Small is Beautiful. A Study of Economics as if People Mattered.
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a Call by the author to end excessive consumption. Buy Local and Fair Trade. Named one of the Times Literary Supplement's 100 Most Influential Books Since World War II, Small Is Beautiful presents eminently logical arguments for building our economies around the needs of communities, not corporations.
divergent problem, a problem in which irreconcilable opposites have to be reconciled. It is only the latter that are the real stuff of life. Finally, I turn to a third class of notions, which really belong to metaphysics, although they are normally considered separately: ethics. The most powerful ideas of the nineteenth century, as we have seen, have denied or at least obscured the whole concept of 'levels of being' and the idea that some things are higher than others. This, of course, has
fast enough. Instead of looking at the total situation, which has been and still is highly predictable, the authors of these studies almost invariably look at innumerable constituent parts of the total situation, none of which is separately predictable, since the parts cannot be understood unless the whole is understood. To give only one example, an elaborate study by the European Coal and Steel Community, undertaken in 1960-1, provided precise quantitative answers to virtually every question
values. and behaviour patterns establish themselves in poor countries which, being (doubtfully) appropriate only to conditions of affluence already achieved, fix the poor countries ever more inescapably in a condition of utter dependence on the rich. The most obvious example and symptom is increasing indebtedness. This is widely recognised, and well- meaning people draw the simple conclusion that grants are better than loans, and cheap loans better than dear ones. True enough. But increasing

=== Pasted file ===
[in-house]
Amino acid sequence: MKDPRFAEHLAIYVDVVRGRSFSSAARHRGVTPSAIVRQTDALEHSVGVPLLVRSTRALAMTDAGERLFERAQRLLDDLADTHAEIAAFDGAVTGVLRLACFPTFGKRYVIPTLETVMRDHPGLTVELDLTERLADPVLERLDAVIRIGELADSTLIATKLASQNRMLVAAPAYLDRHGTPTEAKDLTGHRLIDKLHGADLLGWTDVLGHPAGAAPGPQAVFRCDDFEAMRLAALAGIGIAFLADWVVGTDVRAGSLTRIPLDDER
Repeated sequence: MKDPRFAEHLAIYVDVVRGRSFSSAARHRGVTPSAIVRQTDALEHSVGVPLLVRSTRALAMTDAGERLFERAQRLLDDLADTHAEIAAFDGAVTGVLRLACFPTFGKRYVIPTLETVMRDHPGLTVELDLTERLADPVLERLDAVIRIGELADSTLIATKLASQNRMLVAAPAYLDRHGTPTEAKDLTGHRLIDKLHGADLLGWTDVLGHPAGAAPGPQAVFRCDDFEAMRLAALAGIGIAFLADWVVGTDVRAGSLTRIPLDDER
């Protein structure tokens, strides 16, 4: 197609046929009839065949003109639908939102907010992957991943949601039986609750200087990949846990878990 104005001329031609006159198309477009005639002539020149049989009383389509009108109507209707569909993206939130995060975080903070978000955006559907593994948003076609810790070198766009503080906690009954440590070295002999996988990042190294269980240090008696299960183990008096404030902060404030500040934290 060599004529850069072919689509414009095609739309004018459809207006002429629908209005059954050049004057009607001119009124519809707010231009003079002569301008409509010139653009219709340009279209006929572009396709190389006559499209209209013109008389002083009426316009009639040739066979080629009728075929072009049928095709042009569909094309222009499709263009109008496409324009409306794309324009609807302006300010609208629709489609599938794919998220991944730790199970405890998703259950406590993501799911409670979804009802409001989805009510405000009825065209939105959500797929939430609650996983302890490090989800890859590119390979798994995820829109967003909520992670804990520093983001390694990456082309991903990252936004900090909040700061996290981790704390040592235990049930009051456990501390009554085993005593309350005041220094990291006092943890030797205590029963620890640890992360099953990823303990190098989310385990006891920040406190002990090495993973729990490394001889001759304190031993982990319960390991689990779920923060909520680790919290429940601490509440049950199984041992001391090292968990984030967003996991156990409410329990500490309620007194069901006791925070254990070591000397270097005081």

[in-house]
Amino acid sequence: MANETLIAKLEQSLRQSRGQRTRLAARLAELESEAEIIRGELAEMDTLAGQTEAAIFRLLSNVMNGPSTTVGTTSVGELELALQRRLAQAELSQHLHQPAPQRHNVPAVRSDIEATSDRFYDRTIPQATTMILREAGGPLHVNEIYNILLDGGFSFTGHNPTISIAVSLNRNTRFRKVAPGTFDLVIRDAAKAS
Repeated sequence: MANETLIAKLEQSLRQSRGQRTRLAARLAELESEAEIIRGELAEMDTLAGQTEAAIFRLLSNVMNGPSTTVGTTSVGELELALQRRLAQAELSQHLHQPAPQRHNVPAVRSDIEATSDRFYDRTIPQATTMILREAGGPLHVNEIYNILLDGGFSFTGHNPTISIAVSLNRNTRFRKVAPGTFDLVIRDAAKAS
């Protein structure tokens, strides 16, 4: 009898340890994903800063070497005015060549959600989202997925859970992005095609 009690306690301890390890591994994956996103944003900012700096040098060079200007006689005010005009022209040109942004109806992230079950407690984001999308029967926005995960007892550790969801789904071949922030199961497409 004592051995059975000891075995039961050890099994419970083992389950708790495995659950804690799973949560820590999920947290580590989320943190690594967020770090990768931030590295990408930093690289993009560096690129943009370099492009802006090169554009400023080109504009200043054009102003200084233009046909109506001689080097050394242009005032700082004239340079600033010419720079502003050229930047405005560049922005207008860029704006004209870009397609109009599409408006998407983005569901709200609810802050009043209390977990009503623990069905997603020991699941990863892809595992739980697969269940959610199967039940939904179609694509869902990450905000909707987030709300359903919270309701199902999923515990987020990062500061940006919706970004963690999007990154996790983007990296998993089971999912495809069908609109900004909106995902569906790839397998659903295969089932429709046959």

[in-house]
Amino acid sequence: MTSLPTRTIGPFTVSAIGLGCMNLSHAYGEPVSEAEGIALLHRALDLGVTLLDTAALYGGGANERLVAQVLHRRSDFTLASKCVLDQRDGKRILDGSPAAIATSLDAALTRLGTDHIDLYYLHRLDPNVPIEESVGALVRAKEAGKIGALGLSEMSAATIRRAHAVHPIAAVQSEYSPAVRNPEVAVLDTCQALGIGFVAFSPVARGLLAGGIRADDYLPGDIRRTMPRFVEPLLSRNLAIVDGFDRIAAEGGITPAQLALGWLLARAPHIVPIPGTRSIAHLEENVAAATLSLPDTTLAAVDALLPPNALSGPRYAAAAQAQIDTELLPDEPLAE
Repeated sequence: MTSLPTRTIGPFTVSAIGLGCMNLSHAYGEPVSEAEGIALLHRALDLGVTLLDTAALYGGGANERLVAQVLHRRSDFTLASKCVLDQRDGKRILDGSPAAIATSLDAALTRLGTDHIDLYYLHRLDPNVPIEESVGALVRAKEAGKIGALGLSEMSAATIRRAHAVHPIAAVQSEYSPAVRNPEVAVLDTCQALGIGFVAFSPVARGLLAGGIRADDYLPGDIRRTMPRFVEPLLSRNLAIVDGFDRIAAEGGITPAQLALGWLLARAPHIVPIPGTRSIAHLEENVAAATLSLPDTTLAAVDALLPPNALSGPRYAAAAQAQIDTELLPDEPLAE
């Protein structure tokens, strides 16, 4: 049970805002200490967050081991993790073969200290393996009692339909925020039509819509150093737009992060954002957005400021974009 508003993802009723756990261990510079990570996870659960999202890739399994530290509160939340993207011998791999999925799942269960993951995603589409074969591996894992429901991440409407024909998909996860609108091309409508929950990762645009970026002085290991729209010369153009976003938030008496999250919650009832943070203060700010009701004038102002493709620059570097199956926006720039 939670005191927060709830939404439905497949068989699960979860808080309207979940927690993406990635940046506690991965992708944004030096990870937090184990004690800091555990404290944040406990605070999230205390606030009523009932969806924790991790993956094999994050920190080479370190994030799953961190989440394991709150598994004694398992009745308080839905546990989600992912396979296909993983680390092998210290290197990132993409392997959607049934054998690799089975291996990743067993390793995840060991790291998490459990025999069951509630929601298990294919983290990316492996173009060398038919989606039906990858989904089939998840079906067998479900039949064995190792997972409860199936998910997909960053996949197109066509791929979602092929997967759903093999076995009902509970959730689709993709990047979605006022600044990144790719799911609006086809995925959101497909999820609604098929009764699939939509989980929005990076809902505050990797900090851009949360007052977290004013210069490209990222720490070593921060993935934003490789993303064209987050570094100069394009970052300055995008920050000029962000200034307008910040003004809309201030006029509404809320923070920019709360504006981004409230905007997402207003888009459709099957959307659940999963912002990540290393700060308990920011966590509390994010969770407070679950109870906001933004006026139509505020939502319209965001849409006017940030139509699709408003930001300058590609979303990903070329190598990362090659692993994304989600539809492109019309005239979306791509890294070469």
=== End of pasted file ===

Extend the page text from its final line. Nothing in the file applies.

new to them, but not altogether new to every- body. It is quite wrong to assume that poor people are generally unwilling to change; but the proposed change must stand in some organic relationship to what they are doing already, and they are rightly suspicious of, and resistant to, radical changes proposed by town-based and office-bound innovators who approach them in the spirit of: 'You just get out of my way and I shall show you how useless you are and how splendidly the job can be done with a
and refused to become inordinately rich and thus made it possible to build a real community. Third, while the Scott Bader experiment demonstrates with the utmost clarity that a transformation of ownership is essential - without it everything remains make-believe - it also demonstrates that the transformation of ownership is merely, so to speak, an enabling act: it is a necessary, but not a sufficient, condition for the attainment of higher aims. The Commonwealth, accordingly, recognised that the